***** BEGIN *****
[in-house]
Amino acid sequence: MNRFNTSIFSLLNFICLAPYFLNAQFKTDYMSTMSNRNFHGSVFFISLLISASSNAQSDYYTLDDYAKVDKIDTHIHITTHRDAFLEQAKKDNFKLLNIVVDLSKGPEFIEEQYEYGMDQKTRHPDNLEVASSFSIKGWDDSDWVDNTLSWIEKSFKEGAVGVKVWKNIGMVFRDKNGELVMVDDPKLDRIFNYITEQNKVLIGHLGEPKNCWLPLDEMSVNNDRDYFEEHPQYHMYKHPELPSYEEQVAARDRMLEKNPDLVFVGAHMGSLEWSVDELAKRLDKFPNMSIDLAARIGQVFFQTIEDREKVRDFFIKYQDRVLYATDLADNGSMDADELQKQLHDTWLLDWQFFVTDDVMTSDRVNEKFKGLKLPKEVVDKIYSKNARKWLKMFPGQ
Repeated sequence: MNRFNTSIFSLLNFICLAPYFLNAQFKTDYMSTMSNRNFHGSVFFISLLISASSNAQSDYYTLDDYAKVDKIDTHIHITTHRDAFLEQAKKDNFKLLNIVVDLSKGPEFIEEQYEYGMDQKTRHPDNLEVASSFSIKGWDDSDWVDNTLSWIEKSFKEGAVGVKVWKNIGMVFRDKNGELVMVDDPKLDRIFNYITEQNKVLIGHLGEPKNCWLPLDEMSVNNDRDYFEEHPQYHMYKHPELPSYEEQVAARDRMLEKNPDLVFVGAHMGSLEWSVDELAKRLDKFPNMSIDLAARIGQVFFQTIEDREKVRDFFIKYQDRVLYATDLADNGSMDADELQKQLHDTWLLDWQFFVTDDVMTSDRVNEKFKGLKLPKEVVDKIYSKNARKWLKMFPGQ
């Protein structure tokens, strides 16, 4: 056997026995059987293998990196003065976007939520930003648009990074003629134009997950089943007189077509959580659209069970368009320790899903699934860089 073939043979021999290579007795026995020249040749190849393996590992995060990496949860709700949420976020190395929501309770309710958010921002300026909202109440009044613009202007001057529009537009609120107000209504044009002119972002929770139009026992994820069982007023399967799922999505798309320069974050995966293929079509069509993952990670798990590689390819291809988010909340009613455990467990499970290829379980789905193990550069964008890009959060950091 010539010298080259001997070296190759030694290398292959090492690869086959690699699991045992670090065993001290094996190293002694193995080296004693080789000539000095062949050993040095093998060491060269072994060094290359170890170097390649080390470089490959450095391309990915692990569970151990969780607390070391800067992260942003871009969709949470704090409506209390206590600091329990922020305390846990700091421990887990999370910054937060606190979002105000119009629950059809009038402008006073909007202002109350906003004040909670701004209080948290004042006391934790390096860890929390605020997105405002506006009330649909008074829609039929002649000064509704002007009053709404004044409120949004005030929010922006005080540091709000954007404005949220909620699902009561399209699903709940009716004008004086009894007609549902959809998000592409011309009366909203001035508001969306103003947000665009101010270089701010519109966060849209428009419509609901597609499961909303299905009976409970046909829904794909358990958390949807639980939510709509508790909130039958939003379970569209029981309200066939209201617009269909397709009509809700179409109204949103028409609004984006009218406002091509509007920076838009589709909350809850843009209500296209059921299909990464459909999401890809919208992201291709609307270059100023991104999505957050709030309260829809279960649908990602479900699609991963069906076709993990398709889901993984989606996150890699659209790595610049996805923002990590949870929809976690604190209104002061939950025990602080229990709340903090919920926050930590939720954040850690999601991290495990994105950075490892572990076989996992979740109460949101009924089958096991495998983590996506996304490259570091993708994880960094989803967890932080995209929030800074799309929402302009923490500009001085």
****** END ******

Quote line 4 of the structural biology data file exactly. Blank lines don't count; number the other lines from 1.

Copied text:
């Protein structure tokens, strides 16, 4: 056997026995059987293998990196003065976007939520930003648009990074003629134009997950089943007189077509959580659209069970368009320790899903699934860089 073939043979021999290579007795026995020249040749190849393996590992995060990496949860709700949420976020190395929501309770309710958010921002300026909202109440009044613009202007001057529009537009609120107000209504044009002119972002929770139009026992994820069982007023399967799922999505798309320069974050995966293929079509069509993952990670798990590689390819291809988010909340009613455990467990499970290829379980789905193990550069964008890009959060950091 010539010298080259001997070296190759030694290398292959090492690869086959690699699991045992670090065993001290094996190293002694193995080296004693080789000539000095062949050993040095093998060491060269072994060094290359170890170097390649080390470089490959450095391309990915692990569970151990969780607390070391800067992260942003871009969709949470704090409506209390206590600091329990922020305390846990700091421990887990999370910054937060606190979002105000119009629950059809009038402008006073909007202002109350906003004040909670701004209080948290004042006391934790390096860890929390605020997105405002506006009330649909008074829609039929002649000064509704002007009053709404004044409120949004005030929010922006005080540091709000954007404005949220909620699902009561399209699903709940009716004008004086009894007609549902959809998000592409011309009366909203001035508001969306103003947000665009101010270089701010519109966060849209428009419509609901597609499961909303299905009976409970046909829904794909358990958390949807639980939510709509508790909130039958939003379970569209029981309200066939209201617009269909397709009509809700179409109204949103028409609004984006009218406002091509509007920076838009589709909350809850843009209500296209059921299909990464459909999401890809919208992201291709609307270059100023991104999505957050709030309260829809279960649908990602479900699609991963069906076709993990398709889901993984989606996150890699659209790595610049996805923002990590949870929809976690604190209104002061939950025990602080229990709340903090919920926050930590939720954040850690999601991290495990994105950075490892572990076989996992979740109460949101009924089958096991495998983590996506996304490259570091993708994880960094989803967890932080995209929030800074799309929402302009923490500009001085």